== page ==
Monday, November 19, 2007

Strings Attached

Burlington Free Press' weekend edition featured a story about two puppet shows at the Flynn this month: The Salzburg Marionette Theater performing The Sound of Music on the MainStage Tuesday, November 27, and the recent weekend performances of The Viva La Voce Puppet Opera's Die Fledermaus in FlynnSpace.

Free Press Staff Writer Brent Hallenbeck writes: "The highly regarded Salzburg Marionette Theater is coming to Burlington at the end of the month. The Austrian company has performed The Nutcracker, A Midsummer Night’s Dream, and several Mozart operas, but only recently tackled The Sound of Music, the famous Rodgers and Hammerstein musical set in the Salzburg Marionette Theater’s hometown. The production made its world premiere Nov. 2 in Dallas and is visiting six other American cities before arriving in Burlington.

"Not only is Salzburg Marionette Theater producing a musical set in its homeland, it’s also bringing the production to the current homeland of the von Trapp family, whose escape from the Nazis is at the center of The Sound of Music. The von Trapps settled in Stowe after fleeing Europe. The youngest child of Maria and Captain von Trapp, Johannes, is owner of the Trapp Family Lodge just outside Stowe.

"He said he has seen various versions of The Sound of Music about a half-dozen times.

"'It’s always a complicated affair,' Johannes said of watching his family’s story play out. 'It’s not a simple enjoyment kind of thing. It brings all sorts of feelings back.'

"He will be attending the Salzburg Marionette Theater performance with his daughter and her 4-year-old daughter; he plans to find his enjoyment by watching the performance through his granddaughter’s eyes."
To read the entire story, visit the Free Press' website.

For a review of The Viva La Voce Puppet Opera's Die Fledermaus, read Penelope Wall's wonderful post-performance blog post.

Sara Felder's Jugglefest!

posted by Chris Ilstrup
Flynn friend

Chris Ilstrup, husband of former and much-missed Flynnie Christopher Kaufman Ilstrup, submitted his thoughts on Sara Felder’s Jugglefest! workshop. The FlynnArts workshop was part of Felder's week-long Flynn residency, which culminated in three sold-out performances of her one-woman performance, Out of Sight: A Blind Comedy that Juggles Faith, Israel, and My Mom.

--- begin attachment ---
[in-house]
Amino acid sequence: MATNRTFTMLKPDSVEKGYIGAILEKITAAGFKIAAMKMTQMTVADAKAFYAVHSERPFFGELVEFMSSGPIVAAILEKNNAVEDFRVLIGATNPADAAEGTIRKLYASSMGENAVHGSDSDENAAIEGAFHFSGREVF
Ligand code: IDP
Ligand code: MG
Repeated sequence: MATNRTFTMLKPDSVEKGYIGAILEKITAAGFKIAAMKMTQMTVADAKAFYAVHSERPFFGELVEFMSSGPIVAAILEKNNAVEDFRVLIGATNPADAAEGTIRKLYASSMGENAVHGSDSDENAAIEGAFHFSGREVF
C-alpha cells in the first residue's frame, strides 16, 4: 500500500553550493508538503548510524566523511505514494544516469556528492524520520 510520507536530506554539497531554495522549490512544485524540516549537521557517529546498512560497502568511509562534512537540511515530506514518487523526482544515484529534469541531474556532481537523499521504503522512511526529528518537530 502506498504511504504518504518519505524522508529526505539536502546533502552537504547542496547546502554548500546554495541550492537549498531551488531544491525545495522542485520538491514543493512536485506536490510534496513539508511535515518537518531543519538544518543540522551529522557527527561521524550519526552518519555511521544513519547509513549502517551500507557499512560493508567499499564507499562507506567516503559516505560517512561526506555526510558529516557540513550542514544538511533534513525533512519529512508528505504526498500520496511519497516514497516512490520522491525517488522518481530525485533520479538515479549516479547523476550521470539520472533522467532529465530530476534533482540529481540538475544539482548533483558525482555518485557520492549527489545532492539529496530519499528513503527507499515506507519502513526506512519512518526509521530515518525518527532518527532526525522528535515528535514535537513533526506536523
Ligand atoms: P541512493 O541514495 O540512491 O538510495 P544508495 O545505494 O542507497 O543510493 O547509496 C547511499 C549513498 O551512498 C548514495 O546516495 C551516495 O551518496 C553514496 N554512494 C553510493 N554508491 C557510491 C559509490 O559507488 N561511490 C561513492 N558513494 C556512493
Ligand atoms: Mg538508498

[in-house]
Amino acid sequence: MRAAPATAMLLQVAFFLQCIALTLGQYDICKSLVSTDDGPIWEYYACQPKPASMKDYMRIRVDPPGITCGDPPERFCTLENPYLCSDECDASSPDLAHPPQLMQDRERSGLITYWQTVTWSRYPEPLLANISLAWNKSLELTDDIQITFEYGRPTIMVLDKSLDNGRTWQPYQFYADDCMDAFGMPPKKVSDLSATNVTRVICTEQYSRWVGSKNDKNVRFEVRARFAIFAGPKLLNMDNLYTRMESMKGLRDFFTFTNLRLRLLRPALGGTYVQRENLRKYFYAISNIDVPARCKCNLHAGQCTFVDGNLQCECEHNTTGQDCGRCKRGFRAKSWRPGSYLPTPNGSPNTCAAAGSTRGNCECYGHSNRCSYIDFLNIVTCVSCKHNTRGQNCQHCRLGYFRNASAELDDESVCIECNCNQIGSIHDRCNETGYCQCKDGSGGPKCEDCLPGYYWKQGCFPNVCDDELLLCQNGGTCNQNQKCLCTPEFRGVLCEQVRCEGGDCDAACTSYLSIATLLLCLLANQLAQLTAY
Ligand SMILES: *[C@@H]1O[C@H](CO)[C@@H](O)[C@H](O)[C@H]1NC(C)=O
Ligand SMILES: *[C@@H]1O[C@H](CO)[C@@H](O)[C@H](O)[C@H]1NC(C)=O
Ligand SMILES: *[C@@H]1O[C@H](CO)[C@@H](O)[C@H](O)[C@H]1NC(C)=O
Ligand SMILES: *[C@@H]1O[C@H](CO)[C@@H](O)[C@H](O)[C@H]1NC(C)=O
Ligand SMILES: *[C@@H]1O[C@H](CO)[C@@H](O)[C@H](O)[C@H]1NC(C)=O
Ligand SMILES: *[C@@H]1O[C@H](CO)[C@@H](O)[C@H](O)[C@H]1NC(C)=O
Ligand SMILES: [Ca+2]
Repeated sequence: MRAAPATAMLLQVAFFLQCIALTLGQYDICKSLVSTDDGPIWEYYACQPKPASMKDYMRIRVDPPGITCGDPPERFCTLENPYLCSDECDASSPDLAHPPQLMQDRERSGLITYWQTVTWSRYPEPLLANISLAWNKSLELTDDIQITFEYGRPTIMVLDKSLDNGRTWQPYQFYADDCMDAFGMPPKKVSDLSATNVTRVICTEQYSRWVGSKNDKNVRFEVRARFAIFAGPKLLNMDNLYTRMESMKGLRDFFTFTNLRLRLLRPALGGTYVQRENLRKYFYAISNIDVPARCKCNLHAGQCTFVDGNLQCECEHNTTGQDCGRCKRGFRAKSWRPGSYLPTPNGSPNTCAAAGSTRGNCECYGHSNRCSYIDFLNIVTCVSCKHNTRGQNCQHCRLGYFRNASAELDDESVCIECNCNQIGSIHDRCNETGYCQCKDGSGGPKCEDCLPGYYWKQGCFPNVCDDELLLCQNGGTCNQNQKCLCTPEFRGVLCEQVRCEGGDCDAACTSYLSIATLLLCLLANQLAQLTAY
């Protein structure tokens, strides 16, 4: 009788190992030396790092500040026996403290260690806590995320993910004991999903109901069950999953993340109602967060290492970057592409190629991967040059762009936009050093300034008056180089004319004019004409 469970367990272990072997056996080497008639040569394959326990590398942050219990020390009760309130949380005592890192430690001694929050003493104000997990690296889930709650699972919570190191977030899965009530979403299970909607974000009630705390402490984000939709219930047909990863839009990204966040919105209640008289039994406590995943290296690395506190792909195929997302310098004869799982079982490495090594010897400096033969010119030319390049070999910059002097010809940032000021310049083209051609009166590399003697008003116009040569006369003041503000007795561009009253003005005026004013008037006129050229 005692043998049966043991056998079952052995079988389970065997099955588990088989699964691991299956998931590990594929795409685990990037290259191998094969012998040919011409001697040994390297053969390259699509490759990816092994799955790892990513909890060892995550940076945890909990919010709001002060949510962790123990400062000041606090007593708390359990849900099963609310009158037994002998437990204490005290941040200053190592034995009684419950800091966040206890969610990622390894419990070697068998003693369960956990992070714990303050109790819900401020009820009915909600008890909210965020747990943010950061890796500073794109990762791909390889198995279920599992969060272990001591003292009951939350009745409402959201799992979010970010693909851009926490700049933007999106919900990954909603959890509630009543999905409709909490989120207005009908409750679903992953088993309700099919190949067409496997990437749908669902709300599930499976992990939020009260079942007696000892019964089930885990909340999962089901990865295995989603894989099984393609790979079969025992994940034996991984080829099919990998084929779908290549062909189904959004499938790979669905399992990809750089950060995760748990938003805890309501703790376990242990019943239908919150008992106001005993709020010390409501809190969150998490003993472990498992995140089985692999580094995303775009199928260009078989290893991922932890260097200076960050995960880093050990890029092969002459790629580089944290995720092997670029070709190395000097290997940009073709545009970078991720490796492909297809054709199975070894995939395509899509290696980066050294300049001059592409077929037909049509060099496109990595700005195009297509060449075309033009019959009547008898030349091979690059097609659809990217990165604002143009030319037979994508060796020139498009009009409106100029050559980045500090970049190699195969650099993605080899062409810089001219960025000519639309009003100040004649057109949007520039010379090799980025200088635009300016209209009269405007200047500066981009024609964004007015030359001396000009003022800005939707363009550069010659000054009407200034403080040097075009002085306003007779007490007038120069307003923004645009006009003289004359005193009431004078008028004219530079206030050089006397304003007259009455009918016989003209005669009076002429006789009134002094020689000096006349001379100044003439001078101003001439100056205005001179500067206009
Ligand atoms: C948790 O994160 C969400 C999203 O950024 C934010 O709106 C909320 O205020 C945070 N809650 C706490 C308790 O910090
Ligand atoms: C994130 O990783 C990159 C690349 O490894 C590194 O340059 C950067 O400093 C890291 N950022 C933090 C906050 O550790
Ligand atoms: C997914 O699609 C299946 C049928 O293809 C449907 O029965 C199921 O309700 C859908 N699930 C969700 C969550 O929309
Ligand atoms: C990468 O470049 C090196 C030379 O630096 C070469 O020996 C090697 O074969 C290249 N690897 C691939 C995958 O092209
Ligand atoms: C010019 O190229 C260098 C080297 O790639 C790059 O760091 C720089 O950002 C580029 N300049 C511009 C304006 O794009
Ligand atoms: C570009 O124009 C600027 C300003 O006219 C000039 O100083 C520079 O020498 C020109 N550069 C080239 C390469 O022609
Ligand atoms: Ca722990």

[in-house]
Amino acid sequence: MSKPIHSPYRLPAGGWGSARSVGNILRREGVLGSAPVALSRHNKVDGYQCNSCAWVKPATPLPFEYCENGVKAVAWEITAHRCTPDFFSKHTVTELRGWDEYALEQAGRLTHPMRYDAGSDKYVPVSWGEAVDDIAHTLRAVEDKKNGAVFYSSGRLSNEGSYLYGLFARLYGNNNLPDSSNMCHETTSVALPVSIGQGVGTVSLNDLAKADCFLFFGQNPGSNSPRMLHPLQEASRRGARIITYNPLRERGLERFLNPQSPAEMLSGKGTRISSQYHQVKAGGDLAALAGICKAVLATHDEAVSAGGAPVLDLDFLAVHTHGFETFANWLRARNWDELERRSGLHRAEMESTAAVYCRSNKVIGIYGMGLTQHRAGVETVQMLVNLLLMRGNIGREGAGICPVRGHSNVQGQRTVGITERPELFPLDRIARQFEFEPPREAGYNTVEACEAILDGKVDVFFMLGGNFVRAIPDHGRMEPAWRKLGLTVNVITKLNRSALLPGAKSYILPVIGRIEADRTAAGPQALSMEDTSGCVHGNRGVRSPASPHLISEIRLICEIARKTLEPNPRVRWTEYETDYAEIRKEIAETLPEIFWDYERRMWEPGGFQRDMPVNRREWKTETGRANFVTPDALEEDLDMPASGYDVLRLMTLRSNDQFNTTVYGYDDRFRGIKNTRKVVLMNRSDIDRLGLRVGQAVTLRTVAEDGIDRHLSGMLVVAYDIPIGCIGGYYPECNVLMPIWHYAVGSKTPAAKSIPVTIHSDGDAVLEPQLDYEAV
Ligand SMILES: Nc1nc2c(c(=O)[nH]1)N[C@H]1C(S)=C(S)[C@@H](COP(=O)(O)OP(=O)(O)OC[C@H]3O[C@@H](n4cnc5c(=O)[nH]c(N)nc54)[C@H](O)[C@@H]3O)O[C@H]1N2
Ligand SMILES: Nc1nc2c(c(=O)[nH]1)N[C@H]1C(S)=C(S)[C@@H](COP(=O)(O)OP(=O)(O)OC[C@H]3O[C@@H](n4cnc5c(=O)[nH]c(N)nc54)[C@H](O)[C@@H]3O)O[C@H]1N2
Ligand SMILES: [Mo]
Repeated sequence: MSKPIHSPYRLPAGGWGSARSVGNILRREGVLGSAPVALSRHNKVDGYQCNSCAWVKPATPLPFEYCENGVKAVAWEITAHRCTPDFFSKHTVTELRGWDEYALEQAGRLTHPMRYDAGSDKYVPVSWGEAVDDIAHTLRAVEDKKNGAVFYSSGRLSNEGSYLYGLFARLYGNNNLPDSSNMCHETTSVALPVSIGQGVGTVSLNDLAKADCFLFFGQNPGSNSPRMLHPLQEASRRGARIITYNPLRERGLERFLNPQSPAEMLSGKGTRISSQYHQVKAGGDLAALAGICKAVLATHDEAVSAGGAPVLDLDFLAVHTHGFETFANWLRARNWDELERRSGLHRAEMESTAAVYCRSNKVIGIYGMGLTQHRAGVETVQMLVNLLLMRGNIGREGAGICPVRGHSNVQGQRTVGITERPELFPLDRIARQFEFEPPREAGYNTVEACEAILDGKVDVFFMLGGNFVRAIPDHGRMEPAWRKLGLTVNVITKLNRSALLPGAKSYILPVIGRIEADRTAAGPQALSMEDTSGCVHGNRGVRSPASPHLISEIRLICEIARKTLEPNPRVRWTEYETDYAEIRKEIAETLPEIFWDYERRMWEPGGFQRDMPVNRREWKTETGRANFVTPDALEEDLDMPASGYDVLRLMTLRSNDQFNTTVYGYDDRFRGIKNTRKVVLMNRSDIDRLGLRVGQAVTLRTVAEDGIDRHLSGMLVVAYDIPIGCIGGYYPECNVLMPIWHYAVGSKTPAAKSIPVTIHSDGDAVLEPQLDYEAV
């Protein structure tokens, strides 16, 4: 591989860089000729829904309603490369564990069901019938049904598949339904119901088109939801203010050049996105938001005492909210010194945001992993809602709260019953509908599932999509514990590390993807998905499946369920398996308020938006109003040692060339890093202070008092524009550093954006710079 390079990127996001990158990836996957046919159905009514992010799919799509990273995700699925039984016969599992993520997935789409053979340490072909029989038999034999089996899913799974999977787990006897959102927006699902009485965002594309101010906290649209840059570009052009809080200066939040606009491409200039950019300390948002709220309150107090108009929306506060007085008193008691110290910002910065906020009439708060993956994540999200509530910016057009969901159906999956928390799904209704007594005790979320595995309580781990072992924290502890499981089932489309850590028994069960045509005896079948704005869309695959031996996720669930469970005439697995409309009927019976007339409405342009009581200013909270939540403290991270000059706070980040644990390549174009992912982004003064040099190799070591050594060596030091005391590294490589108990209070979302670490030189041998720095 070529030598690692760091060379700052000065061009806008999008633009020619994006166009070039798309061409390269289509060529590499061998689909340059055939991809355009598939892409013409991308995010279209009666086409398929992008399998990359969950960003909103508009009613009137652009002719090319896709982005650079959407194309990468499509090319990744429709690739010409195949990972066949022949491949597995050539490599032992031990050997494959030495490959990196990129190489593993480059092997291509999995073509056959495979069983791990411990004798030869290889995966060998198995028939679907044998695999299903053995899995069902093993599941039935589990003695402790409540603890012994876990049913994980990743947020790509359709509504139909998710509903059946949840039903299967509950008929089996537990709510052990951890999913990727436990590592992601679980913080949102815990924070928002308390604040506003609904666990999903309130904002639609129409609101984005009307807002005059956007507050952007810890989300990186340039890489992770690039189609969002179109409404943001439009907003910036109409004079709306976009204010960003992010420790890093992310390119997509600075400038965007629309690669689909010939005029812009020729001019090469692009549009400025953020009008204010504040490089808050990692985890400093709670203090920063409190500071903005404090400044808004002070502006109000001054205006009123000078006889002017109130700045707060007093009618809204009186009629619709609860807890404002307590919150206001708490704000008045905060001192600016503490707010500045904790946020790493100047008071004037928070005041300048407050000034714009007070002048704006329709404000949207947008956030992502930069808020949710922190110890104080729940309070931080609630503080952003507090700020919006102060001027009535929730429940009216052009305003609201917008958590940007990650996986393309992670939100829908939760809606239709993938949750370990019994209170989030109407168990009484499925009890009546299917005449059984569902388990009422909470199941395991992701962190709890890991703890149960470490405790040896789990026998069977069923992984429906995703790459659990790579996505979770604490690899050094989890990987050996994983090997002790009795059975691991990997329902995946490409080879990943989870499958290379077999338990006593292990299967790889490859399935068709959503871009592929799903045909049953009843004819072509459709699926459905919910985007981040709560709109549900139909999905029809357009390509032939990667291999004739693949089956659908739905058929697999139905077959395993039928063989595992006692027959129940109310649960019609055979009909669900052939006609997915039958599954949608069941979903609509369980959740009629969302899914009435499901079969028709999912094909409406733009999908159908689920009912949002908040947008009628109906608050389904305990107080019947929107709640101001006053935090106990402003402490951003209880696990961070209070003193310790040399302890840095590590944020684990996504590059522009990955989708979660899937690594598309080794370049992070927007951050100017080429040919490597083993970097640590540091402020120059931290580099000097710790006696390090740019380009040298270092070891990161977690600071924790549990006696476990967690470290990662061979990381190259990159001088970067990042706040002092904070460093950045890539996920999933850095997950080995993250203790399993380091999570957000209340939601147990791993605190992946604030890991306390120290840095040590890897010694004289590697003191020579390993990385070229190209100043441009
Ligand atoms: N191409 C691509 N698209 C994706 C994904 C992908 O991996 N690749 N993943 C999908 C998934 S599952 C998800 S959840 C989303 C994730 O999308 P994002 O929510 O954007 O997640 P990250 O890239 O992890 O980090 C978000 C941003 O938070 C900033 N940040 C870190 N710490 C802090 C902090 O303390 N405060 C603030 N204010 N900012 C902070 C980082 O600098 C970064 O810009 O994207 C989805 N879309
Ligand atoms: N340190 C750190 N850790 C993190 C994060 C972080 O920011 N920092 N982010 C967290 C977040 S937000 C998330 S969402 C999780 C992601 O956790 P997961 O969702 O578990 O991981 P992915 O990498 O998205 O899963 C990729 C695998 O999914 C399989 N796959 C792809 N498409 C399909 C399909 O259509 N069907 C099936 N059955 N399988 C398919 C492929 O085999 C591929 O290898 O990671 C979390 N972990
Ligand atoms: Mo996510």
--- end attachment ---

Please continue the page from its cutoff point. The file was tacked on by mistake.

Sara Felder, comedian and juggler, taught a two hour juggling workshop at the Flynn Center on Saturday, November 10. I was lucky enough to take the class and, as she promised, I can now juggle. Here's video proof.

There were all types of students, older, younger, male, female. Three of the participants were accomplished jugglers. And teenagers. Sara was able to teach them some new tricks, a juggle called Mill's Mess. They were as surprised as she was that she was able to teach them the trick in two hours.

Five newbies were in attendance (including the Flynn's own artistic director, Arnie Malina) and Sara started us out easy: One scarf. Up and Down. Up and Down. Then we added a second. Up and across, up and across. Then a third scarf and it looked like juggling!

Next were balls. One ball, two balls, and then, the third ball. Look at us, we can do this! We all took a chance to show off the skill we had learned and everyone got a round of applause.

Thanks to the Sara Felder and the Flynn Center, I am now available to perform at weddings, bar mitzvahs, and birthday parties. Well, maybe not just yet….

Will Ilstrup take his act on the road? Find out—visit his own blog, Inside Chris.

...Arnie adds:

I took my first juggling class with Sara Felder at the Flynn. Since I think of myself as terribly uncoordinated, and my mind usually interrupts challenging flights into space like juggling three balls, I was happily surprised how much I enjoyed Sara's class.

Like Chris said, she started us off with scarves of many different colors. It was an upper and lower body workout, moving your hands fast enough to throw one scarf up in the air while catching the other two at the same time—and remembering which hand to catch which scarf, right brain, left brain, comedy in motion. But after some practice, I got it to work, and had a ball. Same with the balls. Realizing one side was easier to start with than the other, I practiced my weaker side, which was courageous and liberating. I made some progress. And then my mind went blank. By then I had been working out for nearly an hour and a half and my hand/eye/left brain/right brain coordination started lagging—my mind was overloaded.

I took a rest. I did it again. I did it still yet gain. I remembered. It became intuitive. I did it without remembering, and there were three balls in the air. It was magic.